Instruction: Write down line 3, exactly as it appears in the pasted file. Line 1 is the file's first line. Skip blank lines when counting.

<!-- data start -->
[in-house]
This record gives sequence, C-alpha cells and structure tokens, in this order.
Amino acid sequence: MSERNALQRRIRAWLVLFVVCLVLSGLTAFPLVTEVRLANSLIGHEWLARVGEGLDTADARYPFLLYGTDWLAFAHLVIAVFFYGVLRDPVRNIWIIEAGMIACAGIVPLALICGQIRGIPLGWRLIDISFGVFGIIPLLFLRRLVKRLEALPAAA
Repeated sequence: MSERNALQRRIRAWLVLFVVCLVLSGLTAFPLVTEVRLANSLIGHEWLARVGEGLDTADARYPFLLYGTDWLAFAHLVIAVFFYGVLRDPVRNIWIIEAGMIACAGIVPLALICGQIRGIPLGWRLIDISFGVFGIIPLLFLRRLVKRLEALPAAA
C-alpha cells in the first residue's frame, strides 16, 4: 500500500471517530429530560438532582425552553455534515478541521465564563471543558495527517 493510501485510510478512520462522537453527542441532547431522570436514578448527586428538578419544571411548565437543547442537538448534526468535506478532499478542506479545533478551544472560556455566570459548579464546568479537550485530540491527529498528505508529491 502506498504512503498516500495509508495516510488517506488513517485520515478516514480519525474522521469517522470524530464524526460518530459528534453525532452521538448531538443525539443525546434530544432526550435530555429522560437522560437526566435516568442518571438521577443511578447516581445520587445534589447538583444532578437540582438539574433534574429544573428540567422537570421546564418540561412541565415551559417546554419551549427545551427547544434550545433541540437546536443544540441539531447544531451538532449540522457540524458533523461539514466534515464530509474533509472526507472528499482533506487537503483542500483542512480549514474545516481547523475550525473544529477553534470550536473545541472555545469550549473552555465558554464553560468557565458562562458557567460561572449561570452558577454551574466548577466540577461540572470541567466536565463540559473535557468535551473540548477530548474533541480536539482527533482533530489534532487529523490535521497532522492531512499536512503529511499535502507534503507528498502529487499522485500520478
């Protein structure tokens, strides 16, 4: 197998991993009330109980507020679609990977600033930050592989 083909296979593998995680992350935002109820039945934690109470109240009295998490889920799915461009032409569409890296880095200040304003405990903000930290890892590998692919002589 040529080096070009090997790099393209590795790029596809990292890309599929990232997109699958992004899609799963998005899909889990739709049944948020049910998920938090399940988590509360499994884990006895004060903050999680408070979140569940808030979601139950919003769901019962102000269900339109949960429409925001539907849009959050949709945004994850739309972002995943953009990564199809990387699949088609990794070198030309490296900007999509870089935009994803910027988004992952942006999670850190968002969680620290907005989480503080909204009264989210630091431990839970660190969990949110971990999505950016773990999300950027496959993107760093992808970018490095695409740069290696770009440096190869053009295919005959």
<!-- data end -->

Amino acid sequence: MSERNALQRRIRAWLVLFVVCLVLSGLTAFPLVTEVRLANSLIGHEWLARVGEGLDTADARYPFLLYGTDWLAFAHLVIAVFFYGVLRDPVRNIWIIEAGMIACAGIVPLALICGQIRGIPLGWRLIDISFGVFGIIPLLFLRRLVKRLEALPAAA